And equally of course, this is a completely different issue from the need to provide a normalization of the date (or several), for which other attributes are provided, and concerning which no-one seems to disagree.

If I read him correctly, Martin Holmes suggests that the number of calendars to be defined risks being exponentially large, either because a writer (like Stow) uses differing styles within a single calendar system, or because there are many different possible combinations. But I think this is a misunderstanding. We only need to define an extra calendar for dates whose content is clearly and systematically expressed using more than one calendar convention.  And we only ever need to refer to the calendar system used by a specific example.  What evidence is there that any writer ever expresses or might express  a single date using all possible combinations? What sort of convention might they apply?  If they were to wish to do so, my guess is that they would actually use multiple date expressions.  But we need to see some examples. (The Stow case is interesting though because it suggests that we might want to go beyond simply identifying the calendar system, maybe using @rend to indicate subvariants in the way it is expressed)

Martin also raises the question of whether or not  multiple values for an attribute might be an issue for processing. But I think this is also a red herring: it makes no difference to my argument whether you express the calendar value  as "julian gregorian" or "#julGreg" or "#julian_gregorian". Just, please, not "#julian #gregorian"  or "#julian#gregorian", either of which will fail validation and therefore  break existing tools.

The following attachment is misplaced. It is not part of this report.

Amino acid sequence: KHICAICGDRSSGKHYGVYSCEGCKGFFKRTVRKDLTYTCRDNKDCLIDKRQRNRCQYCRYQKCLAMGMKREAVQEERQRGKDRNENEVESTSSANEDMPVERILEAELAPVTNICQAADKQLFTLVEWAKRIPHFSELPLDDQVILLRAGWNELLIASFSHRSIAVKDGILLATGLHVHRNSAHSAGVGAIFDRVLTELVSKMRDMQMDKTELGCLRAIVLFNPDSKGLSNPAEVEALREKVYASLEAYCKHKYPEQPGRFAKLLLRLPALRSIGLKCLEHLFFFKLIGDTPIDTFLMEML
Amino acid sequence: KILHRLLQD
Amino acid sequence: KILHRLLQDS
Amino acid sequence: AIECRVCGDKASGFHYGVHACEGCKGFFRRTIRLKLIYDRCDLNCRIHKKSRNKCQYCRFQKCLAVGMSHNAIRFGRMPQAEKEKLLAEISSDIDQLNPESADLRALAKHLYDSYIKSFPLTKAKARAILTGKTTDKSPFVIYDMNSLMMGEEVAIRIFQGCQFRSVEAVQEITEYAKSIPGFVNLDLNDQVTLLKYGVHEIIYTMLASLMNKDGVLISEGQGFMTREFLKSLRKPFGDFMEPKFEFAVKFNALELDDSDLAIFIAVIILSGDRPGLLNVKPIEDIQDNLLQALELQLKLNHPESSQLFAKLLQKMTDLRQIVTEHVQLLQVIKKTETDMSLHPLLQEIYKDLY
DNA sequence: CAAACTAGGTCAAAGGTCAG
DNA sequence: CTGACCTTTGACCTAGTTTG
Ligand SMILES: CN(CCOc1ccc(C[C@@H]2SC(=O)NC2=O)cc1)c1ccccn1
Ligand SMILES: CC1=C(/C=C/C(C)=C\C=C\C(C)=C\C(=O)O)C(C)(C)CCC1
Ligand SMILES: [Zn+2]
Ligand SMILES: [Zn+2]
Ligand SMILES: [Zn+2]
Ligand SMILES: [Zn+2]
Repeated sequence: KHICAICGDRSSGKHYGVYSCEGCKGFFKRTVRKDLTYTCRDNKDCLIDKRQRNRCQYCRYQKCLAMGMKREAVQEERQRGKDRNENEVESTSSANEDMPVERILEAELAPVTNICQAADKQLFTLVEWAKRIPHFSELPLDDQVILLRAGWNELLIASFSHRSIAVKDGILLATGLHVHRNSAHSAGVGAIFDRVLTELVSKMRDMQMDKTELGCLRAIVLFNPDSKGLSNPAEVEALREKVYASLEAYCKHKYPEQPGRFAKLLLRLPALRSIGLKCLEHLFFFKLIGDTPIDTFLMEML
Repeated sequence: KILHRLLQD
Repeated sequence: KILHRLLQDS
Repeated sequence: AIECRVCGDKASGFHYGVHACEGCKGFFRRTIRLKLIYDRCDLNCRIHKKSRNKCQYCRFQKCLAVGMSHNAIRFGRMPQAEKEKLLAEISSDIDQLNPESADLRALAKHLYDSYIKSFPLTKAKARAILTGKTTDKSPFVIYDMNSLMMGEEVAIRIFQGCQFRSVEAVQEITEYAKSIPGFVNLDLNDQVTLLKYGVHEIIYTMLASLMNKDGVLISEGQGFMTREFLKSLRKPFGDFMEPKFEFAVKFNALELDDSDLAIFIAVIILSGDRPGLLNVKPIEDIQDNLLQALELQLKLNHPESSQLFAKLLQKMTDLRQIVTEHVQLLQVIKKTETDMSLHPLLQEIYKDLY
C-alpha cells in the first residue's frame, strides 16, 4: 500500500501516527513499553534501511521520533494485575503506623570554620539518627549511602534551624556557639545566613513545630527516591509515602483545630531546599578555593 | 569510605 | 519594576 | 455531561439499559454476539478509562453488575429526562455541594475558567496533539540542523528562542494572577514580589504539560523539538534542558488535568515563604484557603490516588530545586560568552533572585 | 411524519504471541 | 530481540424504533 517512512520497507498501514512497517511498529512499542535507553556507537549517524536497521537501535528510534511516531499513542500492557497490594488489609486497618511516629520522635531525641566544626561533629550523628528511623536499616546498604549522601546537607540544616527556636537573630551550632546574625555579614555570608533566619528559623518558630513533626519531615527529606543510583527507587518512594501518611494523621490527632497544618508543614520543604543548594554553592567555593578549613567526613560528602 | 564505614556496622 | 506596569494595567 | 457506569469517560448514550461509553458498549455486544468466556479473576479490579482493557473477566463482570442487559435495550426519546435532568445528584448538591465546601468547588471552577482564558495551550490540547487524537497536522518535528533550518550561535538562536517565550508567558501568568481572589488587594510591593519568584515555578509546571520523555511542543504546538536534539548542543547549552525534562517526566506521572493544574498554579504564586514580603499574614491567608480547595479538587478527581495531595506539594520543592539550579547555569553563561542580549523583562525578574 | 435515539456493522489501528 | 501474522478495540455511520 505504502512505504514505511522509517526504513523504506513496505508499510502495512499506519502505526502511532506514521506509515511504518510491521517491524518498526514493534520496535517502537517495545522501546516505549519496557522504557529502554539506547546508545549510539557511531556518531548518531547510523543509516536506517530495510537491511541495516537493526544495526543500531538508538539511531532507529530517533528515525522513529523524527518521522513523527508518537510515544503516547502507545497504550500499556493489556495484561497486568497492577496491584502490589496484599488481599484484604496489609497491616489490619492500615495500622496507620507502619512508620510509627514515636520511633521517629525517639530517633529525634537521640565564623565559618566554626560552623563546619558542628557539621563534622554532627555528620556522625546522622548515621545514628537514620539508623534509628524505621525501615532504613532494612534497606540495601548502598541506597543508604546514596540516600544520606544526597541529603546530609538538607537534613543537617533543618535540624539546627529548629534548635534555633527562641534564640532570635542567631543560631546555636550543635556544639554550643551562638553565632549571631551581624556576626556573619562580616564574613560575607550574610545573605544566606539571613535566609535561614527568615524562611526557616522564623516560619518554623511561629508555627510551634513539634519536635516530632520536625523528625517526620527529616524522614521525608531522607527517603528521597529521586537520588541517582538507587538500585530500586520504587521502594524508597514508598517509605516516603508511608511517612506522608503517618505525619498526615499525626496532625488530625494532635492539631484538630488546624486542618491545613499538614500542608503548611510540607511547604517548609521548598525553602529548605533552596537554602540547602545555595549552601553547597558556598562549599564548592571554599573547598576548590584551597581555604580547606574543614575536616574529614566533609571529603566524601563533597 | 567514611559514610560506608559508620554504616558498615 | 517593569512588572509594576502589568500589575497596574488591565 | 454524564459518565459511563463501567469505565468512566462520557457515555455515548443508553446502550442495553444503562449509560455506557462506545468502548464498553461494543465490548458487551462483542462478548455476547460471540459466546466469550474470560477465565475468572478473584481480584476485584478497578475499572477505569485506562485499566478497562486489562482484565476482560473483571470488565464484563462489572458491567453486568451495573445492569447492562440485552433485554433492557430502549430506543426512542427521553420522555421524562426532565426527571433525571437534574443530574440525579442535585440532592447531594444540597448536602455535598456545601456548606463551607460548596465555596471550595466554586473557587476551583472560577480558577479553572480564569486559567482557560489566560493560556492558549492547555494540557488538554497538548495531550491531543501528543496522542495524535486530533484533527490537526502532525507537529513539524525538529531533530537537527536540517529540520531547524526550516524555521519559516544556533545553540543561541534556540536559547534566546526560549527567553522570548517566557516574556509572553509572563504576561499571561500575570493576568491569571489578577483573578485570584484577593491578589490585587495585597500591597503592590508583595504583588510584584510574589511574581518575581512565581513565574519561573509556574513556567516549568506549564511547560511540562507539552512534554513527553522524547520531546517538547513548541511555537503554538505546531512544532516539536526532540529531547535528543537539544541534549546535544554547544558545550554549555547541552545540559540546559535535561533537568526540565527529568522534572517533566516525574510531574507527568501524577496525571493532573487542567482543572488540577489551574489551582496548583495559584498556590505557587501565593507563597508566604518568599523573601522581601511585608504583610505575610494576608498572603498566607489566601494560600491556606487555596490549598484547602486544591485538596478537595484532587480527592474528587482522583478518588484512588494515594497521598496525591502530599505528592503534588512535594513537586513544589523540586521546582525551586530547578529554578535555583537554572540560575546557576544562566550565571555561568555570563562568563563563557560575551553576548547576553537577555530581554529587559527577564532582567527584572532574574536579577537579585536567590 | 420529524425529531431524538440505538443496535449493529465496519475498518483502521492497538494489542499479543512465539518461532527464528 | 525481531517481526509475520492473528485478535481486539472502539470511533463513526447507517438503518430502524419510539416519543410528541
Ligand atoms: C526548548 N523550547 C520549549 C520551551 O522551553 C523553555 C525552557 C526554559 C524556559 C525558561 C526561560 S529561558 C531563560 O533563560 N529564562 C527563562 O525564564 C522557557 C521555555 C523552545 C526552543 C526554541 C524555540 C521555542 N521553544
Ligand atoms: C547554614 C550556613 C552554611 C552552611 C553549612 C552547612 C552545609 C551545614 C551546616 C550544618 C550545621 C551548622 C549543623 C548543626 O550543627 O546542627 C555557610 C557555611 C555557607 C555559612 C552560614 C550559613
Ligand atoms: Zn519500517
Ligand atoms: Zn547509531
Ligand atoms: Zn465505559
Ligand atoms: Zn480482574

But I promised to shut up, so I will.

Lou


 



-- 
Christian Thomas
[hidden email]
@dta_cthomas
--
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Re: oh not not another message about calendars

Stuart A. Yeates
As my sole contribution to this discussion, allow me to recommend
"Calendrical Calculations" by Edward M. Reingold and Nachum
Dershowitz, which contains LISP code for converting between all these
calendars. Converting the LISP code to XSLT might be relatively
straightforward, since they're both functional languages.

At the very least reliable conversion enables easier spotting of errors.

[Disclaimer: My recommendation is based on the first edition and I see
there have been several since then.]

cheers
stuart
--
...let us be heard from red core to black sky

On Fri, 28 Aug 2020 at 21:51, Christian Thomas
<[hidden email]> wrote:

>
>
> Dear Lou, although I also (sort of) promised to shut up, and obviously arguments don't get stronger by repeating them, but since you ask, let me just quickly add one more thought:
>
> Am 28.08.2020 um 11:02 schrieb Lou Burnard:
>
> Thanks to all for an interesting discussion! I will take the liberty of making a few comments on the points raised, and then (probably) shut up.
>
> Christian provides a convincing use case:
>
> "A user might want to find out: When did Humboldt stop to use the French Rev. calendar, although still in France during the revolution. So I will have to use @calendar to indicate which calendar is used in the source."
>
> Precisely. The question turns on the way in which Humboldt (or whoever) expresses the date. Sometimes (I hypothesize) he uses the Revolutionary Calendar, sometimes the Gregorian. And sometimes -- I am guessing not so often -- he expresses a single date using both systems. To find all the Revolutionary cases we need a way of labelling the dates, and this is what @calendar provides.
>
> "in the primary source text surrounded by the <date>-tag, which calendar is present? Answer: Both, as noted in the @calendar"
>